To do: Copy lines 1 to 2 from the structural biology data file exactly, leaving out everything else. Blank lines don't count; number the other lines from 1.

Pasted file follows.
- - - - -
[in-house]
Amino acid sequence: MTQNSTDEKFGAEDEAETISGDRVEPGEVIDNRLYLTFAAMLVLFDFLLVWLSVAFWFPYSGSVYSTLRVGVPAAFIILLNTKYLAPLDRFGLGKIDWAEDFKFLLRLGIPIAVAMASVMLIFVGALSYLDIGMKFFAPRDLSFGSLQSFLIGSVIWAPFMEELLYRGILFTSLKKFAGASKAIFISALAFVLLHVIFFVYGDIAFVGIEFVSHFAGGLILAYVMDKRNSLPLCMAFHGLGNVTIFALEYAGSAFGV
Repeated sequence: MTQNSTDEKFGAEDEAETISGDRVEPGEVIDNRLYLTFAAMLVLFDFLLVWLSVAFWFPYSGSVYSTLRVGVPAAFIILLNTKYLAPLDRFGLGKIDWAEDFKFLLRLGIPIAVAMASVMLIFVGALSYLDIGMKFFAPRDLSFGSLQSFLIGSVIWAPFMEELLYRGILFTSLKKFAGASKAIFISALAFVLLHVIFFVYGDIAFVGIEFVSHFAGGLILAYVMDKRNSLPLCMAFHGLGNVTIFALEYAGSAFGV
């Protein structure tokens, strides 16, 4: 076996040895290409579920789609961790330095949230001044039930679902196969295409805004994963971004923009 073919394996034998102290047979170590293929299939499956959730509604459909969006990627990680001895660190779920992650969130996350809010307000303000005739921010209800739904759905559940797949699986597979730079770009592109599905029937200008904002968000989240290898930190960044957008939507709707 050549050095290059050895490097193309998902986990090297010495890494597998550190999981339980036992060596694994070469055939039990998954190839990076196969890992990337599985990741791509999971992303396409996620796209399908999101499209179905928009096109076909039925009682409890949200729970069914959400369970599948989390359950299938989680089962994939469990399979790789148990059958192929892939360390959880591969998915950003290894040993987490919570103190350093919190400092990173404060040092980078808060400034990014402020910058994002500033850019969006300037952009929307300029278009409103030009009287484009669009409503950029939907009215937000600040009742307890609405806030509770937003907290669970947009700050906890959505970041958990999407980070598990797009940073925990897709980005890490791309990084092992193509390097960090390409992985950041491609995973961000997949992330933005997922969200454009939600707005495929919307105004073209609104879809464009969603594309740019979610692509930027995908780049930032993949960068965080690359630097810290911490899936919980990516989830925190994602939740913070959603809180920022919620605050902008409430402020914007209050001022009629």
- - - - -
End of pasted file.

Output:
[in-house]
Amino acid sequence: MTQNSTDEKFGAEDEAETISGDRVEPGEVIDNRLYLTFAAMLVLFDFLLVWLSVAFWFPYSGSVYSTLRVGVPAAFIILLNTKYLAPLDRFGLGKIDWAEDFKFLLRLGIPIAVAMASVMLIFVGALSYLDIGMKFFAPRDLSFGSLQSFLIGSVIWAPFMEELLYRGILFTSLKKFAGASKAIFISALAFVLLHVIFFVYGDIAFVGIEFVSHFAGGLILAYVMDKRNSLPLCMAFHGLGNVTIFALEYAGSAFGV